Within cells, soluble RNPs can switch states to coassemble and condense into liquid or solid bodies. Although these phase transitions have been reconstituted in vitro, for endogenous bodies the diversity of the components, the specificity of the interaction networks, and the function of the coassemblies remain to be characterized. Here, by developing a fluorescence-activated particle sorting (FAPS) method to purify cytosolic processing bodies (P-bodies) from human epithelial cells, we identified hundreds of proteins and thousands of mRNAs that structure a dense network of interactions, separating P-body from non-P-body RNPs. mRNAs segregating into P-bodies are translationally repressed, but not decayed, and this repression explains part of the poor genome-wide correlation between RNA and protein abundance. P-bodies condense thousands of mRNAs that strikingly encode regulatory processes. Thus, we uncovered how P-bodies, by condensing and segregating repressed mRNAs, provide a physical substrate for the coordinated regulation of posttranscriptional mRNA regulons.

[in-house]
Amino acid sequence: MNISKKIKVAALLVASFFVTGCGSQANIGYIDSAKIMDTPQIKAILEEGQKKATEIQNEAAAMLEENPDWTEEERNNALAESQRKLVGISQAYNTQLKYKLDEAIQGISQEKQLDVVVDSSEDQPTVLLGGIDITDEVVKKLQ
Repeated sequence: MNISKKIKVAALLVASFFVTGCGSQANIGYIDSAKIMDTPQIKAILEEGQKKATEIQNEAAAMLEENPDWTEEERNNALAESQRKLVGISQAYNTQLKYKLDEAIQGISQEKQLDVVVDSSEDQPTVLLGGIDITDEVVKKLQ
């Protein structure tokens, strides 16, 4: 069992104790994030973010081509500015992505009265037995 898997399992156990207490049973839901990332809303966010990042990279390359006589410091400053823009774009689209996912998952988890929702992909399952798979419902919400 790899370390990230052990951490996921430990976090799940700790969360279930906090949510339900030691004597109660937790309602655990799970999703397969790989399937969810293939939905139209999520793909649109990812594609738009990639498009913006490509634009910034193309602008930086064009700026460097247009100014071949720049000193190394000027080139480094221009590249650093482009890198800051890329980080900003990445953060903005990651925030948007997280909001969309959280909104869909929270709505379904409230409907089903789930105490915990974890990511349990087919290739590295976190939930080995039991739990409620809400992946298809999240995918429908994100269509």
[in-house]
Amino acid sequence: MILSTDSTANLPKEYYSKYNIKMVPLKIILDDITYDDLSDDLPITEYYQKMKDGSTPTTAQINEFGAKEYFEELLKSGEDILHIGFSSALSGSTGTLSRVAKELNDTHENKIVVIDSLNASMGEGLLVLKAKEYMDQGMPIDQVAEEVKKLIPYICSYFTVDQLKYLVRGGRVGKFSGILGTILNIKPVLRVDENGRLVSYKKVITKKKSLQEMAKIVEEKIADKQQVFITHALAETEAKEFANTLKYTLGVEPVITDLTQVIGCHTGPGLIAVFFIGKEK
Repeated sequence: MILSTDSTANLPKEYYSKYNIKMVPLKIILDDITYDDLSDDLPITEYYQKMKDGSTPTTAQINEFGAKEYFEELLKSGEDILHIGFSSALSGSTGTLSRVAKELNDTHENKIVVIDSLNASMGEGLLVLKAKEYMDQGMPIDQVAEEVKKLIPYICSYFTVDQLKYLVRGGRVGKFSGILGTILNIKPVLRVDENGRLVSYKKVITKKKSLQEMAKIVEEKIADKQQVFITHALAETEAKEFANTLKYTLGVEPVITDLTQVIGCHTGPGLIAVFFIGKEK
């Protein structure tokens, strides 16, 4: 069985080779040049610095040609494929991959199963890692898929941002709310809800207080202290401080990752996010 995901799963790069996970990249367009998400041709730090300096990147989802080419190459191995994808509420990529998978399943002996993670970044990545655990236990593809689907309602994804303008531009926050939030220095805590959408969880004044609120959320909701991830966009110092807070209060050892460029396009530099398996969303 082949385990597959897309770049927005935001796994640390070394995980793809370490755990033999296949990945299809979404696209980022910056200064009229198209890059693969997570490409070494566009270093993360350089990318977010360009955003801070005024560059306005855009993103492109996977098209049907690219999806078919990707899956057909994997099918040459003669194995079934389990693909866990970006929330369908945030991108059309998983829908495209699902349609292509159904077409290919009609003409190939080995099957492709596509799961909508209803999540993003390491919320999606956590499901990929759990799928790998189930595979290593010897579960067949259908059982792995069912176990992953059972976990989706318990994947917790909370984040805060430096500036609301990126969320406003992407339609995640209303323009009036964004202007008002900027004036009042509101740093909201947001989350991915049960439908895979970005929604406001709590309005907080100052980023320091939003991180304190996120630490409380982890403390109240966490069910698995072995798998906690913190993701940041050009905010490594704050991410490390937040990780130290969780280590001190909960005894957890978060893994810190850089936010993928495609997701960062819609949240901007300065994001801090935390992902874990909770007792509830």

Keywords: P-bodies; RNP condensation; RNP granules; decay; gene expression regulation; phase separation; phase transition; regulon; stress granules; translation repression.
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